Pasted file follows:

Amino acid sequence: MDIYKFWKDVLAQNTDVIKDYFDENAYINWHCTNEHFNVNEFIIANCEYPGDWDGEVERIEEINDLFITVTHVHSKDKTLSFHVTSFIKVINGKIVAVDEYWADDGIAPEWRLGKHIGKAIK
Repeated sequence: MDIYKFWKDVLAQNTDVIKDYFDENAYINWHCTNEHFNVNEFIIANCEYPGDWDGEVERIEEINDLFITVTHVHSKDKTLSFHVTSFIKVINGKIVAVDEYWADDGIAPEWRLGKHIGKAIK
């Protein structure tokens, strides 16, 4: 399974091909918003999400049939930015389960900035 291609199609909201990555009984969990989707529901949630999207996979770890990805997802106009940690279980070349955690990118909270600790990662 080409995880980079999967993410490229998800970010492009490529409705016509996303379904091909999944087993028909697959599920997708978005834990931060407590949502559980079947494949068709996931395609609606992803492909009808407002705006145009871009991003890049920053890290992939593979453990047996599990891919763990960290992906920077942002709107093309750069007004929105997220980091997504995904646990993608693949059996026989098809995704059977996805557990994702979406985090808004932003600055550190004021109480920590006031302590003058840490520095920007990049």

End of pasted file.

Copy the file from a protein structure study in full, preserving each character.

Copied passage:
Amino acid sequence: MDIYKFWKDVLAQNTDVIKDYFDENAYINWHCTNEHFNVNEFIIANCEYPGDWDGEVERIEEINDLFITVTHVHSKDKTLSFHVTSFIKVINGKIVAVDEYWADDGIAPEWRLGKHIGKAIK
Repeated sequence: MDIYKFWKDVLAQNTDVIKDYFDENAYINWHCTNEHFNVNEFIIANCEYPGDWDGEVERIEEINDLFITVTHVHSKDKTLSFHVTSFIKVINGKIVAVDEYWADDGIAPEWRLGKHIGKAIK
């Protein structure tokens, strides 16, 4: 399974091909918003999400049939930015389960900035 291609199609909201990555009984969990989707529901949630999207996979770890990805997802106009940690279980070349955690990118909270600790990662 080409995880980079999967993410490229998800970010492009490529409705016509996303379904091909999944087993028909697959599920997708978005834990931060407590949502559980079947494949068709996931395609609606992803492909009808407002705006145009871009991003890049920053890290992939593979453990047996599990891919763990960290992906920077942002709107093309750069007004929105997220980091997504995904646990993608693949059996026989098809995704059977996805557990994702979406985090808004932003600055550190004021109480920590006031302590003058840490520095920007990049």